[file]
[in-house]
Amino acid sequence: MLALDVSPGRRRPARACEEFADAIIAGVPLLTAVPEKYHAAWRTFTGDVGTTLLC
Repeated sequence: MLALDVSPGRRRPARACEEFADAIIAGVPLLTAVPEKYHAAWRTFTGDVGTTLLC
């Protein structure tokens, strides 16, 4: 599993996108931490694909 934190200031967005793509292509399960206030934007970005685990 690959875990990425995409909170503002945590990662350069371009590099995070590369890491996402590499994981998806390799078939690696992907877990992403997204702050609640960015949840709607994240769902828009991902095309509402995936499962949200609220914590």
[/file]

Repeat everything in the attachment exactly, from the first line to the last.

[in-house]
Amino acid sequence: MLALDVSPGRRRPARACEEFADAIIAGVPLLTAVPEKYHAAWRTFTGDVGTTLLC
Repeated sequence: MLALDVSPGRRRPARACEEFADAIIAGVPLLTAVPEKYHAAWRTFTGDVGTTLLC
């Protein structure tokens, strides 16, 4: 599993996108931490694909 934190200031967005793509292509399960206030934007970005685990 690959875990990425995409909170503002945590990662350069371009590099995070590369890491996402590499994981998806390799078939690696992907877990992403997204702050609640960015949840709607994240769902828009991902095309509402995936499962949200609220914590």